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Weatherwatch: September/October 2012

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Saint Louis: Continental Meteorological Intersection

With a skyline adorned with its iconic arch, Saint Louis claims the historic title of “Gateway to the West,” a reference to its historic importance in America's westward expansion. From a meteorological perspective, however, this city represents not so much a passageway, but an intersection. Saint Louis lies deep in the interior of the North American continent, near the geographic center of the conterminous United States, far from any large body of water. Geographers and atmospheric scientists describe the meteorological effect of such a location as “continentality”; that is, with no thermal moderating effect of large masses of water, temperatures often swing widely throughout any given day—and throughout the year, allowing for distinct seasons. But while isolated from oceans and large lakes, Saint Louis is not outside of the grasp of two important factors, which, while originating from far distances, dramatically affect its climate and weather: cold Canadian arctic air in the winter, and warm, moist air from the Gulf of Mexico during the spring and summer months.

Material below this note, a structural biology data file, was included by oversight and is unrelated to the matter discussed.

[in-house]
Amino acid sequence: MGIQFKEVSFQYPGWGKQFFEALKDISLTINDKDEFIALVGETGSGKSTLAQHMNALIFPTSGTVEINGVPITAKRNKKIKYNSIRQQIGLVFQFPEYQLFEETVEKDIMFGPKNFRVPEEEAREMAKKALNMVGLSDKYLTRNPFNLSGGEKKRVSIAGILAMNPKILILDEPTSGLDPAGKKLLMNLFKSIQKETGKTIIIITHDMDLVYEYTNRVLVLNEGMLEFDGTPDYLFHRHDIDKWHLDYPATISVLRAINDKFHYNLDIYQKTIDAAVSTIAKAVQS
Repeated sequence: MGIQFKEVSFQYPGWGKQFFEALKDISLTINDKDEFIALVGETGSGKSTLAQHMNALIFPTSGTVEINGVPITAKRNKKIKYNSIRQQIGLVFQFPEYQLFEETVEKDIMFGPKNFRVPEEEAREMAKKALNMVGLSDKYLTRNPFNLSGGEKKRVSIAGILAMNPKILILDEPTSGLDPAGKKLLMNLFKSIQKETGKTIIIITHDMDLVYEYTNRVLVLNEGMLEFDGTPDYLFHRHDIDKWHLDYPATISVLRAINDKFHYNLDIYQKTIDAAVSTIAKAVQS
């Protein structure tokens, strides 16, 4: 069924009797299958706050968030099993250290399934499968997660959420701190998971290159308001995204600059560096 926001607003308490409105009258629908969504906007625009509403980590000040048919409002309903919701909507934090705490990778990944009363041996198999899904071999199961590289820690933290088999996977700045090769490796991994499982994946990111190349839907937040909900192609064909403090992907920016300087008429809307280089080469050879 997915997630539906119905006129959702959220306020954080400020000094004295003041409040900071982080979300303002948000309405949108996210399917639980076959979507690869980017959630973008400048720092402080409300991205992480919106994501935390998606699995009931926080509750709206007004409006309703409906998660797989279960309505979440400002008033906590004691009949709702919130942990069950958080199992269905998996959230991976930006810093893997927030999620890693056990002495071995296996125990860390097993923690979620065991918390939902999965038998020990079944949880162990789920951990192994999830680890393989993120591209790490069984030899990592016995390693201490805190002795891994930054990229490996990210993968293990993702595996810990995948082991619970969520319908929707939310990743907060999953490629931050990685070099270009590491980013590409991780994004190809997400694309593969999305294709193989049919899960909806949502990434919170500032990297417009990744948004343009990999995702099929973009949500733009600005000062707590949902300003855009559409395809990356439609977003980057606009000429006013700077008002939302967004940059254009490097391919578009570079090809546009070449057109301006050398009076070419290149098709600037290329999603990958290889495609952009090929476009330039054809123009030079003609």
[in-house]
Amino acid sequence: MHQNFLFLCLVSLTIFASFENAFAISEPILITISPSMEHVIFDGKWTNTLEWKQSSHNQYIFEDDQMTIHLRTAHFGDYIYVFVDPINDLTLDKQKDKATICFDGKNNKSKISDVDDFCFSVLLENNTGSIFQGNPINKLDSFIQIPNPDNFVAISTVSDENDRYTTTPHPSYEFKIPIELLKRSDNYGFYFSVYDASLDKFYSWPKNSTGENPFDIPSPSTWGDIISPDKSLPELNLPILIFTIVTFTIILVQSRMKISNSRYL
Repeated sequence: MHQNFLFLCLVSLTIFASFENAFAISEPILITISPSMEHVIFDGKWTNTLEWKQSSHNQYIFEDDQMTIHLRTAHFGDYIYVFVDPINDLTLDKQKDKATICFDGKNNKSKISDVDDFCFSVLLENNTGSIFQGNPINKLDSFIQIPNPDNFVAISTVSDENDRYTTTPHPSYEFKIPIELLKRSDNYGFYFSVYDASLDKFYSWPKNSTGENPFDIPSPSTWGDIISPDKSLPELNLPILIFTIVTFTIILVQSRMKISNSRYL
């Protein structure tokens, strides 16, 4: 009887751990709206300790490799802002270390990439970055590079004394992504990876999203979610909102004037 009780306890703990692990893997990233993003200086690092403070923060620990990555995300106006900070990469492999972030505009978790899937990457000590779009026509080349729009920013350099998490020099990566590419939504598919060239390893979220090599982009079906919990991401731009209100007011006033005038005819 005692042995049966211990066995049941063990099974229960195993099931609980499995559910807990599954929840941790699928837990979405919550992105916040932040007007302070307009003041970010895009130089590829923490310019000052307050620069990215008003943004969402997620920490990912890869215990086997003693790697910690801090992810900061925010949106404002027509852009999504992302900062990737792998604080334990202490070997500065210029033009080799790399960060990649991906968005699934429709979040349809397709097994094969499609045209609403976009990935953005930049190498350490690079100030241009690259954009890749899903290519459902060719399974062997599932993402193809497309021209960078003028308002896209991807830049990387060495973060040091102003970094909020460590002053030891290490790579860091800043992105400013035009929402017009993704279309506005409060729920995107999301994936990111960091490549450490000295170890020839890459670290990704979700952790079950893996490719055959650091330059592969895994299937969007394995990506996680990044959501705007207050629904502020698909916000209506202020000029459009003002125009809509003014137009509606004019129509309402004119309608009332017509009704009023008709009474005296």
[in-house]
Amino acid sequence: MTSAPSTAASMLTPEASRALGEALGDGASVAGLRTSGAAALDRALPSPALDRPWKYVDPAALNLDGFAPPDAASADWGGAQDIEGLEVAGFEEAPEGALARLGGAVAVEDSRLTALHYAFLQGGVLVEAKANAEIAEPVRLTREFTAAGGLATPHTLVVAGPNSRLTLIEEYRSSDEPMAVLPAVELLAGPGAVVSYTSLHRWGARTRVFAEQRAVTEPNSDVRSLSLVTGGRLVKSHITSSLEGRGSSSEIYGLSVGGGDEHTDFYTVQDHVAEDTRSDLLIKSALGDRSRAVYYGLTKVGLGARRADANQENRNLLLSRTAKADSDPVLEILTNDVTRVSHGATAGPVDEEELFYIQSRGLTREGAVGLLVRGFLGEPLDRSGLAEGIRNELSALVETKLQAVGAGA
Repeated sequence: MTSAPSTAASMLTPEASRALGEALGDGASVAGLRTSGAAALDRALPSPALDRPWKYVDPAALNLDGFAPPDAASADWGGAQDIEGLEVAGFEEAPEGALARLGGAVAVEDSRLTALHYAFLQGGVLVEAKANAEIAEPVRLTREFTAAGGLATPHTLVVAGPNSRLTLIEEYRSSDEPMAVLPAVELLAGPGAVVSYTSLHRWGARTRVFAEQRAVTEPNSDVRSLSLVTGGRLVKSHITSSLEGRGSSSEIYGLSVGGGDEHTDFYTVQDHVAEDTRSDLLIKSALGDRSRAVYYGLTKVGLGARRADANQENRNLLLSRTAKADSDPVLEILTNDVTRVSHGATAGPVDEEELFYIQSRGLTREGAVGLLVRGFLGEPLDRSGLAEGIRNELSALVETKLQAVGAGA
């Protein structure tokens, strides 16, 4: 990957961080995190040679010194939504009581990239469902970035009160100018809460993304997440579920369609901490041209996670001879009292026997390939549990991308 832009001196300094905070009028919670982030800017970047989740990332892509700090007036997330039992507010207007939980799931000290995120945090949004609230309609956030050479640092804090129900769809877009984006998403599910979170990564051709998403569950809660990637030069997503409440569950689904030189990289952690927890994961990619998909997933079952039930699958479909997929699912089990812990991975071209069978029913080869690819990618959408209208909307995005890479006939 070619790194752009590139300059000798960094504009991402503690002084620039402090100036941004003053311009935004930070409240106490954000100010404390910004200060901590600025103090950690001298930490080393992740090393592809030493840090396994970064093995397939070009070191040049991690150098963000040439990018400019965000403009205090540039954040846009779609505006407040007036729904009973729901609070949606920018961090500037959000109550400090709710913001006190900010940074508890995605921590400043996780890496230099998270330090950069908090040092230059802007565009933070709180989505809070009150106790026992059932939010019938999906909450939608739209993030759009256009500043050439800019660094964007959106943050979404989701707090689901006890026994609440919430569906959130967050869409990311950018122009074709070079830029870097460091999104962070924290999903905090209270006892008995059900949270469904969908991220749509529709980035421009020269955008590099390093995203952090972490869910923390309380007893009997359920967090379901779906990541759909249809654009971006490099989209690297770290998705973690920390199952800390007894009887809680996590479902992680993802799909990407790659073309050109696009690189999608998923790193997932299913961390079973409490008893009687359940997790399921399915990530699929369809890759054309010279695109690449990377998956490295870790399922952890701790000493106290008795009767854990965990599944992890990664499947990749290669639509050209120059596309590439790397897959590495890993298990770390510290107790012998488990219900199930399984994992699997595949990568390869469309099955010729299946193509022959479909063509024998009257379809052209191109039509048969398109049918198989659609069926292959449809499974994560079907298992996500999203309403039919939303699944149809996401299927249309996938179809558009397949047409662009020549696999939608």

ED DARACK is an independent writer and photographer. Visit his website at

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